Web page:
In our data driven word, you know what’s around the corner. Report cards for doctors based on clinical outcomes. But, statistics is a funny thing. Michael Blastland, a journalist with BBC, made precisely this point with his Go Figure Chance Calculator.
“Imagine you are a hospital doctor. Some patients die. But how many is too many before you or your hospital are labeled killers?”
He created a calculator to demonstrate that chance alone might create such an outcome.
Blastland’s acknowledged that different surgeons have different abilities. But, for his thought experiment, he controlled all the rules. He assumed every surgeon had exactly the same judgment and surgical prowess (just like your hospital, right?).
In the first calculator exercise:
- The calculator showed 100 hospitals each performing 100 operations
- The probability that a patient died was initially fixed at five in 100
- The government, meanwhile, states death rates 60% worse than the norm are unacceptable (in red)
- So any hospital which has eight deaths or more out of 100 ops – when the expected average is only five – is in trouble.
By running this statistical exercise a few times, you learn that some hospitals look great; some look like crap. The only thing truly differentiating them is chance. Every time you run this experiment, there are new winners and losers.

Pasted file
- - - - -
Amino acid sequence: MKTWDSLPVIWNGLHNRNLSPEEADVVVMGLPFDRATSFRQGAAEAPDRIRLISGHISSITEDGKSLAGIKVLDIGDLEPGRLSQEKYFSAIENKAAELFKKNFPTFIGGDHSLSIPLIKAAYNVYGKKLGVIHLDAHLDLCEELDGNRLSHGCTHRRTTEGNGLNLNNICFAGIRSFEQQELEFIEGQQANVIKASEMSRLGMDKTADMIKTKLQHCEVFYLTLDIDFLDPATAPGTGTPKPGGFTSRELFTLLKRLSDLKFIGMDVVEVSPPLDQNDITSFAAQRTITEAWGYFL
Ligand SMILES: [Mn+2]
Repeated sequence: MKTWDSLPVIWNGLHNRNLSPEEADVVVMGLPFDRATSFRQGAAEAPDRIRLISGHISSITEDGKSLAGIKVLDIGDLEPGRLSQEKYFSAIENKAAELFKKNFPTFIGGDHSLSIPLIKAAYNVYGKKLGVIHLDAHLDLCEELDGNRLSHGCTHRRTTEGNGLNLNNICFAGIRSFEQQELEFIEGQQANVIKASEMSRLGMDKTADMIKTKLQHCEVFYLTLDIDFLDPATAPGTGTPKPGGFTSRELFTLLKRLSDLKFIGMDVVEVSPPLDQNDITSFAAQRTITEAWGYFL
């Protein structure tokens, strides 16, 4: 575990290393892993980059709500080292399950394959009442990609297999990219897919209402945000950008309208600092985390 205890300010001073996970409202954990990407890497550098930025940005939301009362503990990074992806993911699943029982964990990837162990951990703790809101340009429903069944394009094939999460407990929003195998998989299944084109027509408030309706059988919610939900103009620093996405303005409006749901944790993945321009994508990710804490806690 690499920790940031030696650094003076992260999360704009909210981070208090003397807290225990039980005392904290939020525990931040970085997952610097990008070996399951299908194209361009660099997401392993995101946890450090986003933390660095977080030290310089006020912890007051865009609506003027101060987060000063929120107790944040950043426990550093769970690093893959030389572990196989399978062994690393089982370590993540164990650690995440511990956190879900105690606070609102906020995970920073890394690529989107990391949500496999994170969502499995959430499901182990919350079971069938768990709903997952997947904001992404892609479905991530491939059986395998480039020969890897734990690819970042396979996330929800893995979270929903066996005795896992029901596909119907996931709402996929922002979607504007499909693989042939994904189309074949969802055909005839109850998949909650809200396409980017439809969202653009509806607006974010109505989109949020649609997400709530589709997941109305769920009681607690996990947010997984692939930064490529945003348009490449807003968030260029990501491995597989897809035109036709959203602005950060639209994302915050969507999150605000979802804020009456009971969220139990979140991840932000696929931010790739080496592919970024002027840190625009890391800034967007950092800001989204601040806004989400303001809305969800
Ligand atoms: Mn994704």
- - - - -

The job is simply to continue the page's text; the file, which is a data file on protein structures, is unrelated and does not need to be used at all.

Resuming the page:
If you play around with some of the assumptions, the outcomes change. If the underlying mortality rate for a procedure is much higher, say 12%, very few are 60% worse than the norm.
Make the underlying mortality rate much lower, say 1%, and many more institutions are 60% worse than the norm.
You’ll look closer to the norm if you stick to the most dangerous procedures.
Now, increase the number of procedures done each year ten-fold, chance variation decreases. And vice versa.
Try the calculator yourself.
Of course, there are differences between surgeons and institutions – and such differences may causally impact outcomes.
I understand the motivation to publish report cards on doctors. But, the public has limited understanding of statistics. And, unless the variables are controlled to minimize the effects of “chance”, the results will be uninformative.
Mark Twain once said the citizen who does not read the newspaper is uninformed. The person who reads the newspaper is misinformed.